Trees line the Palms Casino Resort in Las Vegas in October 2018. The San Manuel Band of Mission Indians announced recently it will buy the Palms Casino Resort for $650 million. (AP Photo/John Locher, File)
LAS VEGAS — The purchase by a California-based Native American tribe of a casino resort just off the Las Vegas Strip is being seen a milestone in the evolution of Indian casino ownership in city at the center of U.S. gambling.
"Who doesn't want to be in Las Vegas?" Laurens Vosloo, CEO of the San Manuel Band of Mission Indians, told the Las Vegas Review-Journal following last week's announcement that the tribe will buy the Palms Casino Resort from Las Vegas-based casino operator Station Casinos for $650 million.
"It's the gaming Mecca of the world and the place to be," Vosloo said. "It's a natural and a good fit for us to have an asset there that we can send our customers to, contribute to that economy and be part of the Las Vegas community."
The deal is expected to close later this year, making the San Manuel Band the second tribal enterprise in the Las Vegas resort corridor.
The Mohegan Sun Casino opened in March at Virgin Hotels Las Vegas — the renamed and renovated former Hard Rock resort several blocks east of the Strip.
The gambling operation is the namesake of a property operated by the Connecticut-based Mohegan Tribal Gaming Authority, located about halfway between New York City and Boston.
A third entity, Hard Rock International, owned by the Seminole Tribe of Florida, acquired rights in 2020 to the Hard Rock brand for the Las Vegas market and has expressed interest in a Las Vegas Strip property.
"To say you work in or near the Las Vegas Strip is a vote of confidence and a huge badge of credibility," Josh Swissman, consultant with The Strategy Organization, told the Review-Journal. "All three (tribal operators would) stand to benefit from that association."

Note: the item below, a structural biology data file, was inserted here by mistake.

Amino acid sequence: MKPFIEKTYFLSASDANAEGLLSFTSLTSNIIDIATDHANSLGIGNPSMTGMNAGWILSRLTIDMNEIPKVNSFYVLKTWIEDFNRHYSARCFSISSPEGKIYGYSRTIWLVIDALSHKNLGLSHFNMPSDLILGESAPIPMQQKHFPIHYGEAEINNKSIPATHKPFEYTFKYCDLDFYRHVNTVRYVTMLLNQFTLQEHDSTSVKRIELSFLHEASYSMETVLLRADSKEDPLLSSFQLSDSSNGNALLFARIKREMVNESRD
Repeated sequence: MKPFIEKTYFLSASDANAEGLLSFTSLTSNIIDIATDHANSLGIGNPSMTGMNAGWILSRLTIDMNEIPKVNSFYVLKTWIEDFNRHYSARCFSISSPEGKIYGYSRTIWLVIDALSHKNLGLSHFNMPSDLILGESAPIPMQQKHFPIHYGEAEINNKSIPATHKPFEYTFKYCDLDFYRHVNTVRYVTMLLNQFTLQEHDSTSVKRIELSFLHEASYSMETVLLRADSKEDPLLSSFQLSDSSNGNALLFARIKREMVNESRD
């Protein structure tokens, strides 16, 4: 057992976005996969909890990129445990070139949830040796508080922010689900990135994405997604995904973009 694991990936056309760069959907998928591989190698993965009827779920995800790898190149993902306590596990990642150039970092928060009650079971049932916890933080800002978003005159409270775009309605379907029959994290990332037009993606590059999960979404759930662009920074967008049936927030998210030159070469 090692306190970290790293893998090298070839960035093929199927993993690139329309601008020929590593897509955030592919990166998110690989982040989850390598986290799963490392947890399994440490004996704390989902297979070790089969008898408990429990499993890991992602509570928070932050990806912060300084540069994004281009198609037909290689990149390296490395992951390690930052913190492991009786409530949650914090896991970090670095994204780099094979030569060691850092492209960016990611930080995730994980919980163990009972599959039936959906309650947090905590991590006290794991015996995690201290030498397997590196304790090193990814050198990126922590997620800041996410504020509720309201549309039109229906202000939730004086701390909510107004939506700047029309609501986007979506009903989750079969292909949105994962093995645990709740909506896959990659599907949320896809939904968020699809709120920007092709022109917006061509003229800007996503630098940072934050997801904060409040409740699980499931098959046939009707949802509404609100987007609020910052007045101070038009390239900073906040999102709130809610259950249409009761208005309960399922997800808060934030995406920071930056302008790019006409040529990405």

Native American tribes in the U.S. have operated gambling and bingo halls since the 1970s. Operations expanded after the Indian Gaming Regulatory Act of 1988 established an oversight structure.
An American Gaming Association report in 2018 with Meister Economic Consulting tallied tribal operations in 28 states, accounting for about 45% of all gambling revenue in the U.S.
The San Manuel Band opened the San Manuel Casino in 1986 in the Southern California community of Highland.
Tribal casinos are not new in Nevada, but the Mohegan Sun and San Manuel sites would not be on reservation land.
The Fort Mojave Tribe's Avi Resort & Casino opened in 1995 on the Fort Mojave Reservation near Laughlin, about 100 miles south of Las Vegas.
The Wa She Shu Casino & Travel Plaza opened in 2016, operated by the Washoe Tribe of Nevada and the Poarch Creek Indians of California in Gardnerville.
Tribal gambling researcher Katherine Spilde, a professor at San Diego State University, told the Review-Journal that casino purchases in Las Vegas are a natural evolution for Native American casino operators.
"Once you've kind of built out your own property and maximized what you can do in the market that you're in … we see tribes then looking to go into commercial expansion into a casino that's not on tribal land," she said.
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